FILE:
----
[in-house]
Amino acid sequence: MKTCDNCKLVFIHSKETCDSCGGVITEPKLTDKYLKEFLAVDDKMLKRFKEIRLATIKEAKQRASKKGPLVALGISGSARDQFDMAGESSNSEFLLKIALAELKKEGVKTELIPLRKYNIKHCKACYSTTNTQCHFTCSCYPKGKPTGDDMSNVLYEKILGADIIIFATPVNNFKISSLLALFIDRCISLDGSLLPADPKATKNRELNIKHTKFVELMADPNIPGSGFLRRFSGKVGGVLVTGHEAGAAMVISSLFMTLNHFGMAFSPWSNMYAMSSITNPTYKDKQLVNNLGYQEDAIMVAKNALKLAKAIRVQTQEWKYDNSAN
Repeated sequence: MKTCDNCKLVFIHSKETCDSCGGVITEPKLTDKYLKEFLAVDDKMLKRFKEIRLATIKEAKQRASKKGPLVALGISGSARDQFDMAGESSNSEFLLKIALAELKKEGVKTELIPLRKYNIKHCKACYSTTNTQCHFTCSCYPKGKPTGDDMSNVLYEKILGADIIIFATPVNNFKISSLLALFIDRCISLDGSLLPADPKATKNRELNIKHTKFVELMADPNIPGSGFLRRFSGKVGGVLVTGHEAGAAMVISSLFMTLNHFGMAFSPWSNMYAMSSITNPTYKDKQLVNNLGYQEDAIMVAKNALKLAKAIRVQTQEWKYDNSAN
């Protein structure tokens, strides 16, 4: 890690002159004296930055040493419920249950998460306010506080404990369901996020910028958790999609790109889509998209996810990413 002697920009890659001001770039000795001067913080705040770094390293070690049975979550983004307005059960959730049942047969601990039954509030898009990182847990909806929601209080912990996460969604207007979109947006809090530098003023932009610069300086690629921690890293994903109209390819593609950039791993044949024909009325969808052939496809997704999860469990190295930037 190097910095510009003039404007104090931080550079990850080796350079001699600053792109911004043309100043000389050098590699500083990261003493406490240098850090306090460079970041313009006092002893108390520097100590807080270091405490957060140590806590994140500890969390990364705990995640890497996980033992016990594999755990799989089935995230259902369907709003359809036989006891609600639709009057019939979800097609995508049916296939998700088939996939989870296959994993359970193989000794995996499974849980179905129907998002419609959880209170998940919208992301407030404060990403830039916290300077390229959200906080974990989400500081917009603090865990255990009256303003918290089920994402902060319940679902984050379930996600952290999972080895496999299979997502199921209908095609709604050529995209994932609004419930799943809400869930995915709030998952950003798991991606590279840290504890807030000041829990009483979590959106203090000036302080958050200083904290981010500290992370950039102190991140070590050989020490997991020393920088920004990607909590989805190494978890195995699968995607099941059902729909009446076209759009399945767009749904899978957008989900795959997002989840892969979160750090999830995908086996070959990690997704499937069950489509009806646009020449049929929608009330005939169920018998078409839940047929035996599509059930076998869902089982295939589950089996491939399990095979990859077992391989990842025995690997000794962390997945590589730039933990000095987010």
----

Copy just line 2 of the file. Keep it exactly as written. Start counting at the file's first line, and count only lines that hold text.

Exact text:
Amino acid sequence: MKTCDNCKLVFIHSKETCDSCGGVITEPKLTDKYLKEFLAVDDKMLKRFKEIRLATIKEAKQRASKKGPLVALGISGSARDQFDMAGESSNSEFLLKIALAELKKEGVKTELIPLRKYNIKHCKACYSTTNTQCHFTCSCYPKGKPTGDDMSNVLYEKILGADIIIFATPVNNFKISSLLALFIDRCISLDGSLLPADPKATKNRELNIKHTKFVELMADPNIPGSGFLRRFSGKVGGVLVTGHEAGAAMVISSLFMTLNHFGMAFSPWSNMYAMSSITNPTYKDKQLVNNLGYQEDAIMVAKNALKLAKAIRVQTQEWKYDNSAN